Part Three is a testament to the abiding importance of his grandmother in his young life, how her apartment in Uppsala was so imprinted in his memory that it became a template for the grandmother’s rooms in Fanny and Alexander. Soundscape has always been important in Bergman’s films and a memory of his grandmother’s squeaking galoshes in the silent cinema also becomes significant.

An interlude of interviewer and director visiting the beach location of Persona calls to mind some behind the scenes footage of the film, with shots of Bergman and Nykvist at the camera. A query by Nyreröd about the director’s love affairs with the film’s two stars, Bibi Andersson and Liv Ullmann, follows. She asks, “What’s that all about?” Bergman stumbles a moment, then says simply, “Answer that if you can.” A long silence follows.

Bergman’s struggle to answer the question about his romantic relationships leads him in the next part of the interview into a penetrating even self-excoriating analysis about his life-long dependence on his relations with women, even to the point of grasping for self-identity in their cinematic incarnations. Though he does not express the feeling here, he has previously said that he feels it is through the character of  the women in his films that secrets about the human condition are revealed. Men’s characters are too often clouded over with an insulating layer of  faux-courage, anger and aggression, hiding and denying the pain of existence.  Bergman does not spare himself from this flaying. “I haven’t put an ounce of effort into my families,” he laments. Married five times, he also fathered nine children.

A hell-bent, comedic ride in his red truck to his cinema barn (Bergman was said by friends to be a reckless driver) prompts a reverie about the filming of the Mozart opera The Magic Flute. (In the overture to the film that Bergman made of the opera, he builds a montage of audience members listening to the orchestra. It is the closest he came to a domestic portrait;  this beautiful sequence features shots of his family and crew members, including Nykvist.) Bergman and Nyreröd examine a textile weaving of The Magic Flute made by local artist Anita Grede. This section ends with a clip from the 1996 film Private Confessions, directed by Liv Ullmann with a script by Bergman. Close friends including Bille August and the director’s son, Daniel, directed several of Bergman’s late scripts after he demurred of directing them himself.

Part Five continues in the intimacy of the screening room with Bergman’s thoughts about man’s relationship to God. It is a desperate search for God and God’s absence that permeates many of Bergman’s middle period films. Sitting here in the dim room, himself now a wizened Prospero, the director considers not a God external to man, but the god-like aspects within man. It seems he has finally found solace, the irony being that in his self-imposed isolation from his fellow man he has discovered a sense of community. In Private Confessions, the priest Jacob, speaking for Bergman, says, “We shouldn’t talk about God but about the holiness within man [and that] through the musicians, prophets and saints we’ve been enlightened about other worlds.” Bergman admits that he thinks about death every day — that he always has. “I wrote a film about Death [The Seventh Seal]. It was excellent therapy,” and then concludes by reflecting on the death of his wife, Ingrid, eight years before.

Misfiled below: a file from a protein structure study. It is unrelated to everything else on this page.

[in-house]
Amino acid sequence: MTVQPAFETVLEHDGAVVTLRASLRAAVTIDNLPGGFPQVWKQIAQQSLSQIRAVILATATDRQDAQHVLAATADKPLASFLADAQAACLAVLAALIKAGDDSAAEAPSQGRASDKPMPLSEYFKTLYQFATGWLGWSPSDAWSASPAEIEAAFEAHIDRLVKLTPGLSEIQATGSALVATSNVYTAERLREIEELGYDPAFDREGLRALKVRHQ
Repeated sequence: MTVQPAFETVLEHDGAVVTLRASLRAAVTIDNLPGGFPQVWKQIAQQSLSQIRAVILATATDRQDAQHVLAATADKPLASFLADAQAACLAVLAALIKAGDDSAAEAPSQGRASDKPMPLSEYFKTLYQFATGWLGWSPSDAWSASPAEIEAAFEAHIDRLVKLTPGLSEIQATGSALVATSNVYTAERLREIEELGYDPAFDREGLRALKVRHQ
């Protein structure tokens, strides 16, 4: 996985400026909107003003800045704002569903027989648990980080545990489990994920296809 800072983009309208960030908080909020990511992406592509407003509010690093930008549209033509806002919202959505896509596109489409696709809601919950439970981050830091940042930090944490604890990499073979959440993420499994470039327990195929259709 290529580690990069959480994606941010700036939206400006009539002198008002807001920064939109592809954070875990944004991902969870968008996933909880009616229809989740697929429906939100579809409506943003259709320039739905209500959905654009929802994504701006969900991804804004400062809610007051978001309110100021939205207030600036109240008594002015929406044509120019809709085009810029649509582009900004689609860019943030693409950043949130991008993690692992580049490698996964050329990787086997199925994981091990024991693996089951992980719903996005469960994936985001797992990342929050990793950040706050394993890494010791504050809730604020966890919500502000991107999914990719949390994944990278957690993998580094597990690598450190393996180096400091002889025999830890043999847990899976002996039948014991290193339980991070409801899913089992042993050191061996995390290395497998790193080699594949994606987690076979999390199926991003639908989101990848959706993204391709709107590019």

He was with Ingrid for 24 years and he is now convinced he will meet her again in an afterlife. Bergman talks about the demons that still haunt him; he even has a list of them. But there is one demon he does not have—the Demon of Nothingness, the demon that finds no meaning at all in life, the one that prevents self-expression and creativity. “But that has never happened to me, and that’s something for which I am profoundly grateful.” And so are we, for his films have given us insight into our own dark psychic corners, and in this cinematic portrait he has given us, quite simply, himself.

Bergman was buried on his island. A photo of the grave from Oct. 7, 2007 shows the still fresh site.

Next week: A look at some of the continuing themes in Bergman's films through a BBC 4 documentary.